“The most striking aspect of this dreary presidential campaign so far involves people’s attitudes about Jimmy Carter,” he wrote. “After weeks of travel and interviews it’s literally true that I have yet to meet a single person who is happy about voting for him. . . . In one way or another the people I’ve met have all had reservations about another four years of Jimmy Carter in the White House.”
Mr. Johnson was an exceptionally graceful writer who brought a sense of humanity and a dynamic narrative drive to his stories. The voices of the people he interviewed could be heard on the page and gave perspective and personality to his reporting.
“He made his subjects come alive,” Gene Roberts, a journalism professor at the University of Maryland and a former newspaper editor, said in an interview. “His writing had a flow and a polish.”
Early in his career, Mr. Johnson began supplementing his newspaper reporting by writing books, many of which became bestsellers. He wrote about the Bay of Pigs, the military and the McCarthy era and was even the co-author of a spy thriller. But his primary focus was on how political decisions affected the country.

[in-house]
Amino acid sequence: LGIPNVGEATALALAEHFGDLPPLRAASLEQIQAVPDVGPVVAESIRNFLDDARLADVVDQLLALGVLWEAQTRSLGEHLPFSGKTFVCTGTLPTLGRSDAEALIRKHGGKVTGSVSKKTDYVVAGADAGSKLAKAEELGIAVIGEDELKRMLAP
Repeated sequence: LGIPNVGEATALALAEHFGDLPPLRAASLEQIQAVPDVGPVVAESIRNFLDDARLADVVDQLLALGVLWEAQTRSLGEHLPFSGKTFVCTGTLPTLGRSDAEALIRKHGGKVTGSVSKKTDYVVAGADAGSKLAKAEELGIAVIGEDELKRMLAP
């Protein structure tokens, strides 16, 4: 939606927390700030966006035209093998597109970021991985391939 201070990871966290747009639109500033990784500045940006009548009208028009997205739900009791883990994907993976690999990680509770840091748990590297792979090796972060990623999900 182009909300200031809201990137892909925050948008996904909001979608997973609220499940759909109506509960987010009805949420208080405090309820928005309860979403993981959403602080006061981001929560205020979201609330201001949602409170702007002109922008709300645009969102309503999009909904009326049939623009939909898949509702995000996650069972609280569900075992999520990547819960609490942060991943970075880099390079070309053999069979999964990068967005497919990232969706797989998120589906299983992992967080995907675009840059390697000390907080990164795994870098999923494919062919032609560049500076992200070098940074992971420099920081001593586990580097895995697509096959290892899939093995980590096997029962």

One of his most celebrated books, “Sleepwalking Through History: America in the Reagan Years” (1991) analyzed the 1980s with an unsparing eye toward Reagan and Congress. In one passage, Mr. Johnson described how oil producers in Texas greeted Reagan’s election in 1980:
“In Midland, Texas, entrepreneurs in the nation’s oil production capital gathered at the Holiday Inn to celebrate Reagan’s inaugural. On a buffet table, surrounded by nachos and barbecued smoky links, they placed a cutout of the Capitol dome in Washington. On it was one word: ‘Ours.’ ”